SpaceJibe

July 29, 2014

Meet the Starship Enterprise of the Sea

Filed under: Cool, Gadgets — bferrari @ 2:27 pm
 SeaOrbiter can carry a mix of scientists and crew members.

SeaOrbiter can carry a mix of scientists and crew members.

A French architect’s audacious plans for a ship that will change the ocean exploration is done.

Garnering comparisons to Star Trek’s starship Enterprise, the SeaOrbiter is the brainchild of French architect Jacques Rougerie. Set to begin construction this spring, the 190-foot-tall semisubmersible vessel will be the culmination of nearly 30 years of Rougerie’s research and development.

Six of the SeaOrbiter’s 12 floors are below sea level, allowing for uninterrupted underwater observation. Although the ship’s main mission is to research the biodiversity and climate of the sea, the real goal for Rougerie is to give the public a better understanding of how crucial the ocean is to Earth’s well-being.

Ninety-nine percent of the $50 million project was financed through the French government and private companies. To get people more involved, Rougerie is crowdfundingthe last 1 percent of the project. “The more humans understand about the underwater world, the more respect they will have for it,” he says. 

22 People: Number the SeaOrbiter can host. The ship will carry a mix of scientists and crew members.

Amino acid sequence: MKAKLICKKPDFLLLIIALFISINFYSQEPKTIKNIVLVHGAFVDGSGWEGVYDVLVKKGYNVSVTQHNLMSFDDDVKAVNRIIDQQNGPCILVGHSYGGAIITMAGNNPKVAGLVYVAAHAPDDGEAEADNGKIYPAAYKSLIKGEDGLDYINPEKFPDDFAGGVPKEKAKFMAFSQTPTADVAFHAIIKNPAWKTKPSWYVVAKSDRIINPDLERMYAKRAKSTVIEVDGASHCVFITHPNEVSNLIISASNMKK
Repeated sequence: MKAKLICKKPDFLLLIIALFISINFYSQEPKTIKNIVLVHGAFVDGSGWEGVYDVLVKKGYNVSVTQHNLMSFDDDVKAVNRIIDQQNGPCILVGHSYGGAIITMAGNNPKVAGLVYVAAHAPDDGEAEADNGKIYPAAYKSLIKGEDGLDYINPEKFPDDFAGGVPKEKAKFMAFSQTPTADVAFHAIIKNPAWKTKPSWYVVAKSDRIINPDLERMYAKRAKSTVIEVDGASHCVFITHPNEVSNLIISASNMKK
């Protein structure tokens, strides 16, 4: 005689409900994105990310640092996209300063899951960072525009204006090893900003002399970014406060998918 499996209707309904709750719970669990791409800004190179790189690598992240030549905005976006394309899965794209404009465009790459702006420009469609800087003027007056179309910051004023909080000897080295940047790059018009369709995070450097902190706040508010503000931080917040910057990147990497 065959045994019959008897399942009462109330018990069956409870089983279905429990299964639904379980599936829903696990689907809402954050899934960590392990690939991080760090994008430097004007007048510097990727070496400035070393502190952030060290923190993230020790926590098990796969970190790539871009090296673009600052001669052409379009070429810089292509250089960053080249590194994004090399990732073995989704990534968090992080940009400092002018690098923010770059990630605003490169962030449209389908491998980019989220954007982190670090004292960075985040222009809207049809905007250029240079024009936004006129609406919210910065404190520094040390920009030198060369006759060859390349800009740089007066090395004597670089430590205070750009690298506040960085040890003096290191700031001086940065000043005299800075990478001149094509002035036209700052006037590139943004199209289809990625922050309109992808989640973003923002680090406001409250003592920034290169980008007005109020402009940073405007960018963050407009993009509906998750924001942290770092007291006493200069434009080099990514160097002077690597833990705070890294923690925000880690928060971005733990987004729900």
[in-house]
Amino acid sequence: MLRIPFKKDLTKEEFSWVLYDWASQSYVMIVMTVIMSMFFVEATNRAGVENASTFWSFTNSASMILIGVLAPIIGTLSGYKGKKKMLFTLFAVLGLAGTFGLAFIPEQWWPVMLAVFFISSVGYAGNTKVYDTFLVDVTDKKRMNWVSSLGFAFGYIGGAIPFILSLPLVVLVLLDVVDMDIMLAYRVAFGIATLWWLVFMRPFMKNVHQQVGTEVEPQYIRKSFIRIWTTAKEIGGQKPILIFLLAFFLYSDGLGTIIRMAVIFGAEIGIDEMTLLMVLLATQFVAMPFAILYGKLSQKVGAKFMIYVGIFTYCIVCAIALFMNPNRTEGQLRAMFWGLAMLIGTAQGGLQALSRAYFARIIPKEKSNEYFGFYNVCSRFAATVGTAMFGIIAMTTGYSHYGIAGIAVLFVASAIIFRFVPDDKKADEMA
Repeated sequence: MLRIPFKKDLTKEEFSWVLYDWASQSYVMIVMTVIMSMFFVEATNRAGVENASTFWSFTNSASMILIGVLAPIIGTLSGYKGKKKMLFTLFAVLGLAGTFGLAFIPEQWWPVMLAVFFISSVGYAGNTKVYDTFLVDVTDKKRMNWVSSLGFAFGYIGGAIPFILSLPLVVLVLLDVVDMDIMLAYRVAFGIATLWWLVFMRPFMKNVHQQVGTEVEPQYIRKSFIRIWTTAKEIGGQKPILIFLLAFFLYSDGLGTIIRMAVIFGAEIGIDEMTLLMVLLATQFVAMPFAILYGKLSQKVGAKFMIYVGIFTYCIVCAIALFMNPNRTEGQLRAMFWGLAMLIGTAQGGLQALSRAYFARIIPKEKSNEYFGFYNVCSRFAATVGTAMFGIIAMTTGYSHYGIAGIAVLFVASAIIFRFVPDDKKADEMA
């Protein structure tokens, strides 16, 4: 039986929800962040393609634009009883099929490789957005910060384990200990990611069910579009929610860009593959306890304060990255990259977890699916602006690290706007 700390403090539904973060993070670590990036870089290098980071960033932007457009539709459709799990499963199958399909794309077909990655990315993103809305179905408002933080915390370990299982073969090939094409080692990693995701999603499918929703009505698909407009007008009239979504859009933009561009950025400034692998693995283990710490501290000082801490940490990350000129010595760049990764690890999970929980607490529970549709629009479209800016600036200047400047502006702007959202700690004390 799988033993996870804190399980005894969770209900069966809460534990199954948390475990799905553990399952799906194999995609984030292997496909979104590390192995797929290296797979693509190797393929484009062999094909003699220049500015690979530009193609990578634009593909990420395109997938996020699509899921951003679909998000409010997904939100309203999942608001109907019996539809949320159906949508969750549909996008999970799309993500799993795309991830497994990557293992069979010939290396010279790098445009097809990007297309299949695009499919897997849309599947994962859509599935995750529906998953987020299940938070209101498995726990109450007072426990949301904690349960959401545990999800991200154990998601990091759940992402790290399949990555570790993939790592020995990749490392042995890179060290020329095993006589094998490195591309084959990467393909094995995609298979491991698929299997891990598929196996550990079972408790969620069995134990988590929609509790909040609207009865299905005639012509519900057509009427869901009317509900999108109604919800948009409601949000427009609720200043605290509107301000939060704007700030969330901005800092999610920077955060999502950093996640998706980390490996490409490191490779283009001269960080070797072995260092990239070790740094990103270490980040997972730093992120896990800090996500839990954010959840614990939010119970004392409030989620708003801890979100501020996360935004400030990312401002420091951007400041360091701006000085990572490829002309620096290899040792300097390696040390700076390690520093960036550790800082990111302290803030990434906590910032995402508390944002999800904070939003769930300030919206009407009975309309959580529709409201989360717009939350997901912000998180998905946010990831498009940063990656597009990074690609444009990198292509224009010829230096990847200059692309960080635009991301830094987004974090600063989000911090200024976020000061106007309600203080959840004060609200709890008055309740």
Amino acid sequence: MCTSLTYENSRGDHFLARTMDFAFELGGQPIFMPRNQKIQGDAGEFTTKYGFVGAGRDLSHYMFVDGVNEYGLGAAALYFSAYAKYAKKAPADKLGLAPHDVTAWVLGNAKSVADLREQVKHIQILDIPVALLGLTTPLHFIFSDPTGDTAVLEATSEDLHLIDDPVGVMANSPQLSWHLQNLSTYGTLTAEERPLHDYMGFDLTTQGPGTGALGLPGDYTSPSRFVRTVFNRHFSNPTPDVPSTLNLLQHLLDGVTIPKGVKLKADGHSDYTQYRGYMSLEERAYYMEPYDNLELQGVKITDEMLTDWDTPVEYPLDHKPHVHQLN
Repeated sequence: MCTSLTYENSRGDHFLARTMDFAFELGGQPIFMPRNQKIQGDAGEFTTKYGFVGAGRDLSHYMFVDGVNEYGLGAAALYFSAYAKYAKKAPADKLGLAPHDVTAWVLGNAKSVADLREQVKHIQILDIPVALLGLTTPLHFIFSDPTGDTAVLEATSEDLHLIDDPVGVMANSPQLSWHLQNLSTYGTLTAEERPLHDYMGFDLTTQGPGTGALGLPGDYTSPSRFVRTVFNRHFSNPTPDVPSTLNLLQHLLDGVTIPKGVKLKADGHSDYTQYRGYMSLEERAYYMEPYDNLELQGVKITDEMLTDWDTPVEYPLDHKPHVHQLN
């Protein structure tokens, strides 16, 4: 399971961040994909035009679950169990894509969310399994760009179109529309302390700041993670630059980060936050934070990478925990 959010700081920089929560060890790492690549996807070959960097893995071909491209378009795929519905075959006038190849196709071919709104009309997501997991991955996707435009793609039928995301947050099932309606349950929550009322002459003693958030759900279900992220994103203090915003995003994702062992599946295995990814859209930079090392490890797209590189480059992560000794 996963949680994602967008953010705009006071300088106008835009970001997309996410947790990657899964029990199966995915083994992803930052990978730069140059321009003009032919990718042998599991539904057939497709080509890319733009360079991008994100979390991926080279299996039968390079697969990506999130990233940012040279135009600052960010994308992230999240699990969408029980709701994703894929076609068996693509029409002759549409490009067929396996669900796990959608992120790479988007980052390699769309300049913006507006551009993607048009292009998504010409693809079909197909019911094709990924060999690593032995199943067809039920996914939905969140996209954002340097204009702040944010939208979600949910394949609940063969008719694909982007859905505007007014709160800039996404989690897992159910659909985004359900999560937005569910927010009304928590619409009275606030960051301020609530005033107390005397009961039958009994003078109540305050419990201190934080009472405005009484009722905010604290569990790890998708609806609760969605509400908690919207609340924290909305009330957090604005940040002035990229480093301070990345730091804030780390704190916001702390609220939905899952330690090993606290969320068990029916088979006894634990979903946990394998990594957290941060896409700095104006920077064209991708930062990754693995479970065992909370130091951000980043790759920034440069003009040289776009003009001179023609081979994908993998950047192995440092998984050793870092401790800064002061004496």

Quite a View: ‘We want people to appropriate the project to themselves,” says Rougerie. Which is why he raised money through KissKissBankBank, a French crowdsourcing website, to fund construction of the Eye of the SeaOrbiter. Equivalent to a ship’s crow’s nest, the Eye towers 60 feet above the surface. It serves as a lookout and houses a communications system that lets the crew send live broadcasts of life on board.

Hard at Work: Keeping busy won’t be a problem for the crew. The “modular lab” can be used as a laboratory for scientists as well as a fitness room equipped with treadmills. The lab also includes a medical zone. A certified doctor with basic surgery skills will be on board in the event of an emergency.

2,600 Tons Displacement: The overall weight of the ship. It is built from 500 tons of Sealium, a recyclable aluminum designed for marine environments.

A Life Aquatic: Given that voyages will last three to six months, there will be ample time to collect data and perform experiments. The underwater area, known as the hyperbaric lab, is equipped with an observation deck made of transparent polycarbonate panels, allowing for direct underwater observation. Because the conditions underwater are similar to those in space in terms of pressure and isolation, the SeaOrbiter will be used by NASA and ESA (the European equivalent) for protocol training as well as physiological and psychological experiments.

Go With the Flow: The SeaOrbiter was designed primarily to float along with the ocean’s natural currents, allowing scientists to study the relationship between those currents and climate. The keel weighs 180 tons and helps provide stability to the ship. It can be retracted when the vessel is in shallow water.